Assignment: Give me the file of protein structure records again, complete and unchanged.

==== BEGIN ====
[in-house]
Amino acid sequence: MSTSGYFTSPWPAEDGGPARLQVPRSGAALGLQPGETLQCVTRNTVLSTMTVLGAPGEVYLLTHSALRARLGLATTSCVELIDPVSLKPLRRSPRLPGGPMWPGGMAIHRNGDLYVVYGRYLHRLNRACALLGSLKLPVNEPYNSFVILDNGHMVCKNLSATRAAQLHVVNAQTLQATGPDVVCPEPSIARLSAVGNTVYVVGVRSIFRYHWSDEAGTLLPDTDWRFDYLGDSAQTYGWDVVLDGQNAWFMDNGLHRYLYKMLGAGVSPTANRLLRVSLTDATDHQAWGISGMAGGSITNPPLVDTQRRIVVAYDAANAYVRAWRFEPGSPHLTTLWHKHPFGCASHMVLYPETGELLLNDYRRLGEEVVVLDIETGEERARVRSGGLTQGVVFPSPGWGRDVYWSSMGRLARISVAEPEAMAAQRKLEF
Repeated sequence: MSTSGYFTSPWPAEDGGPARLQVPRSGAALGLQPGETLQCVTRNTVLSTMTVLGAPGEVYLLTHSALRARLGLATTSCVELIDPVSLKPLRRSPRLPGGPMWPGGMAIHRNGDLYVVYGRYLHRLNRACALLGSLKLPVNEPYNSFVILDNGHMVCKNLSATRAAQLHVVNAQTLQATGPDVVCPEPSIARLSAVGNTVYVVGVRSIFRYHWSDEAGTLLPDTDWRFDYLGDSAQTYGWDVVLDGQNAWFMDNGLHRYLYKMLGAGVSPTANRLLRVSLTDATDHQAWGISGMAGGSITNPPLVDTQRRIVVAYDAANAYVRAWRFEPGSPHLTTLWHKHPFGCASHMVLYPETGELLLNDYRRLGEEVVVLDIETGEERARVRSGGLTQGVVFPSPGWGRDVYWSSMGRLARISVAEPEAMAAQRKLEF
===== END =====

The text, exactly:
[in-house]
Amino acid sequence: MSTSGYFTSPWPAEDGGPARLQVPRSGAALGLQPGETLQCVTRNTVLSTMTVLGAPGEVYLLTHSALRARLGLATTSCVELIDPVSLKPLRRSPRLPGGPMWPGGMAIHRNGDLYVVYGRYLHRLNRACALLGSLKLPVNEPYNSFVILDNGHMVCKNLSATRAAQLHVVNAQTLQATGPDVVCPEPSIARLSAVGNTVYVVGVRSIFRYHWSDEAGTLLPDTDWRFDYLGDSAQTYGWDVVLDGQNAWFMDNGLHRYLYKMLGAGVSPTANRLLRVSLTDATDHQAWGISGMAGGSITNPPLVDTQRRIVVAYDAANAYVRAWRFEPGSPHLTTLWHKHPFGCASHMVLYPETGELLLNDYRRLGEEVVVLDIETGEERARVRSGGLTQGVVFPSPGWGRDVYWSSMGRLARISVAEPEAMAAQRKLEF
Repeated sequence: MSTSGYFTSPWPAEDGGPARLQVPRSGAALGLQPGETLQCVTRNTVLSTMTVLGAPGEVYLLTHSALRARLGLATTSCVELIDPVSLKPLRRSPRLPGGPMWPGGMAIHRNGDLYVVYGRYLHRLNRACALLGSLKLPVNEPYNSFVILDNGHMVCKNLSATRAAQLHVVNAQTLQATGPDVVCPEPSIARLSAVGNTVYVVGVRSIFRYHWSDEAGTLLPDTDWRFDYLGDSAQTYGWDVVLDGQNAWFMDNGLHRYLYKMLGAGVSPTANRLLRVSLTDATDHQAWGISGMAGGSITNPPLVDTQRRIVVAYDAANAYVRAWRFEPGSPHLTTLWHKHPFGCASHMVLYPETGELLLNDYRRLGEEVVVLDIETGEERARVRSGGLTQGVVFPSPGWGRDVYWSSMGRLARISVAEPEAMAAQRKLEF